Documentation for: ASP.NET Ajax Version 1.0

This documentation is for a previous version. For the current released version, see the ASP.NET Ajax documentation on MSDN.

 

 

 

 

 

 

 

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Tutorials
Sample ASP.NET AJAX Application
ASP.NET AJAX and JavaScript
Extending JavaScript with ASP.NET AJAX
Creating Custom Client Script in ASP.NET AJAX
Dynamically Assigning ASP.NET AJAX Script References
Globalizing a Date by Using Client Script
Embedding a JavaScript File as a Resource in an Assembly
Embedding Localized Resources for a JavaScript File
Adding Localized Resources to a JavaScript File
Creating Custom Client Events
The UpdatePanel Control
Introduction to the UpdatePanel Control
Creating a Simple ASP.NET Page with Multiple UpdatePanel Controls
Using the UpdatePanel Control with Data-Bound Controls
Using the UpdatePanel Control with Master Pages
Using the UpdatePanel Control with User Controls
Using the UpdatePanel Control with a Web Service
Customizing Error Handling for UpdatePanel Controls
Animating UpdatePanel Controls
Canceling an Asynchronous Postback
Giving Precedence to a Specific Asynchronous Postback
Working with PageRequestManager Events
The UpdateProgress Control
Introduction to the UpdateProgress Control
Programming UpdateProgress Controls in Client Script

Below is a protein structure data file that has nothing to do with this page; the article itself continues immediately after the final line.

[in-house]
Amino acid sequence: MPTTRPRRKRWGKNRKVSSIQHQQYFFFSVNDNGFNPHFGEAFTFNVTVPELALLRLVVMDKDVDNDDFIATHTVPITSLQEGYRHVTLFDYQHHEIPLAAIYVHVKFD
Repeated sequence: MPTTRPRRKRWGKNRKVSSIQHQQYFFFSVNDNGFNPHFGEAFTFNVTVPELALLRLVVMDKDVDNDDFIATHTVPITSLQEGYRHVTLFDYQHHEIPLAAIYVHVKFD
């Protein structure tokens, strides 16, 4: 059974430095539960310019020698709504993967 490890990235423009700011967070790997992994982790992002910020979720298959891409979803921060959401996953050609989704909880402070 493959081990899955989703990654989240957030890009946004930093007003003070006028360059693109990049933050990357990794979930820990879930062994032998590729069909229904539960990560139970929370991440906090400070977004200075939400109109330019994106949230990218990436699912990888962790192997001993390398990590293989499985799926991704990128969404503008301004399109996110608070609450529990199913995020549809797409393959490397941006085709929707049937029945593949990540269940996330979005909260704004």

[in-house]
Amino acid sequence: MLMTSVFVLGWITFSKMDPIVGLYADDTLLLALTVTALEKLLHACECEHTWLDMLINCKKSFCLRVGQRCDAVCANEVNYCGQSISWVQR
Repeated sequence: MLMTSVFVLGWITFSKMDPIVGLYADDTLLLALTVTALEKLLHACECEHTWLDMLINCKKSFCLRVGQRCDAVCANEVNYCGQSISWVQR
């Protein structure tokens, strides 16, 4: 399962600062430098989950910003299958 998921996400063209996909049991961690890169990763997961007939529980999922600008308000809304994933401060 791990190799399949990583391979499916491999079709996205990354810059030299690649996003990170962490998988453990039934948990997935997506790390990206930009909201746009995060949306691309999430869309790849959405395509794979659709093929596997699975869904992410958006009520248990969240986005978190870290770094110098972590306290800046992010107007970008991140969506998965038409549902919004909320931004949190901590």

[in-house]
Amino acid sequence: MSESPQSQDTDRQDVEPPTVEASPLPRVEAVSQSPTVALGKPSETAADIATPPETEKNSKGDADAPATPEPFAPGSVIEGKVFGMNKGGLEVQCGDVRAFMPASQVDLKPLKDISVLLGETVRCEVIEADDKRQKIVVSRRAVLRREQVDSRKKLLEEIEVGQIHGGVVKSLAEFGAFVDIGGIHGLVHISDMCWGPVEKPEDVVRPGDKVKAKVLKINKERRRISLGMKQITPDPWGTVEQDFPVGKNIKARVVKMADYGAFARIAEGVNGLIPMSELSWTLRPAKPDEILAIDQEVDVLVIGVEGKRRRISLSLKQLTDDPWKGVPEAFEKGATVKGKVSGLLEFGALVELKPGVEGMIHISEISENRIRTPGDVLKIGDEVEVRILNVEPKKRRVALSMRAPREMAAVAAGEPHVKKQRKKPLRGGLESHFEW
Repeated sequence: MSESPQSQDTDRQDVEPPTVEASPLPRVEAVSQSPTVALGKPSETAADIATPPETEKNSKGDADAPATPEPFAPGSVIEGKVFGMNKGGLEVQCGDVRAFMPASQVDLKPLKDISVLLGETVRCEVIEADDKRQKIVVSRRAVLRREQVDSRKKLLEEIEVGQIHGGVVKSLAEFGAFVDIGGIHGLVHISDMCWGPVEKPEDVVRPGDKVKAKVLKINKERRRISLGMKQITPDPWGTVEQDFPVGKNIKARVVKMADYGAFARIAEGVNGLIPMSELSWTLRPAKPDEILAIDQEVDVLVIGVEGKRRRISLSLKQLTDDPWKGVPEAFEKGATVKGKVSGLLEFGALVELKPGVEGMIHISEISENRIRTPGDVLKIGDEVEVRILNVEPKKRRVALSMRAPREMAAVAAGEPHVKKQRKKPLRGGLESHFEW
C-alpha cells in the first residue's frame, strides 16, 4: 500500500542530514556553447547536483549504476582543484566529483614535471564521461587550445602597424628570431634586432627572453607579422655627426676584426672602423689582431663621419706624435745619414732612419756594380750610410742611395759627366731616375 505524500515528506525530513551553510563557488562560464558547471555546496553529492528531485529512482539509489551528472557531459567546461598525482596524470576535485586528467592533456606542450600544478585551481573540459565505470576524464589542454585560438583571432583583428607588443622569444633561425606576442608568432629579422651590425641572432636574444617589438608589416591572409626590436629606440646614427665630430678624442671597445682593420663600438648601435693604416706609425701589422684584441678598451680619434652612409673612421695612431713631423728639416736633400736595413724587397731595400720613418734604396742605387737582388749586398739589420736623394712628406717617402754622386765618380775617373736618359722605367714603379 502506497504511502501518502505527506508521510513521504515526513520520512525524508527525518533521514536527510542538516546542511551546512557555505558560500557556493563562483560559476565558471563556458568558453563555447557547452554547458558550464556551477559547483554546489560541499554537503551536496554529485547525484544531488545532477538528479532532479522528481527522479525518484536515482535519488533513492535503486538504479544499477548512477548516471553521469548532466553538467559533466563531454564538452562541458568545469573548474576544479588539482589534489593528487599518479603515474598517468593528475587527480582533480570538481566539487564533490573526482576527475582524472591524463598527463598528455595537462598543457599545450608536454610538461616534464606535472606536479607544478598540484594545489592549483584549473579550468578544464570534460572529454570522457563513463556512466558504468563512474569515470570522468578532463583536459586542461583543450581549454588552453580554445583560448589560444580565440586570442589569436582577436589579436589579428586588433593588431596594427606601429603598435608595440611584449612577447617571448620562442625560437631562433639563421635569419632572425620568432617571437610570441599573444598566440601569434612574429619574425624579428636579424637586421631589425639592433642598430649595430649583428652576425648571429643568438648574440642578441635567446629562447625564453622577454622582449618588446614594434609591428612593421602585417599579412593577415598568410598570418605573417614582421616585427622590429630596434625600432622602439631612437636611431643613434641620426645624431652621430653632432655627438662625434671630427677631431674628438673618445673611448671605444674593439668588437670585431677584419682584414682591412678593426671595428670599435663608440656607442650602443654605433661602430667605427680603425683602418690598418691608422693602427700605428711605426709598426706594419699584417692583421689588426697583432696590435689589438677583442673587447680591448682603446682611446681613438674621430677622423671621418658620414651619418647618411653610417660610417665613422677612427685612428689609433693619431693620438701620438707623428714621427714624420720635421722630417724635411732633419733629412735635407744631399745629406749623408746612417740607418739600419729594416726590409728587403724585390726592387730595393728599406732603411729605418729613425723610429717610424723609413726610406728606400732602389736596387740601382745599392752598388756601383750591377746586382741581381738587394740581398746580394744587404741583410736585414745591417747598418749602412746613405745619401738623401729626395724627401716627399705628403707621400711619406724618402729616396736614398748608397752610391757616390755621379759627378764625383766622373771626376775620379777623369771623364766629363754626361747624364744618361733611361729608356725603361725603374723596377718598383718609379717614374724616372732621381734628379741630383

The Timer Control
Introduction to the Timer Control
Using the Timer Control with Multiple UpdatePanel Controls
ASP.NET Application Services
Using Forms Authentication
Using Profile Information
Web Services
Exposing Web Services to Client Script
Calling Web Services from Client Script
ASP.NET AJAX Extensibility
Creating Custom ASP.NET AJAX Non-Visual Client Components
Creating Custom ASP.NET AJAX Client Controls
Creating an Extender Control
Adding Client Capabilities to a Web Server Control
Creating a Client Component Class Using the Prototype Model
Defining Custom Component Properties and Raising PropertyChanged Events
Releasing Component Resources

Working with PageRequestManager Events

Introduction

The PageRequestManager class in the Microsoft AJAX Library coordinates with the ScriptManager and UpdatePanel server controls on an ASP.NET Web page to enable partial-page updating. The PageRequestManager class exposes methods, properties, and events to make client programming easier when page elements are performing asynchronous postbacks. For example, the PageRequestManager class enables you to handle events in the client page life cycle and to provide custom event handlers that are specific to partial-page updates.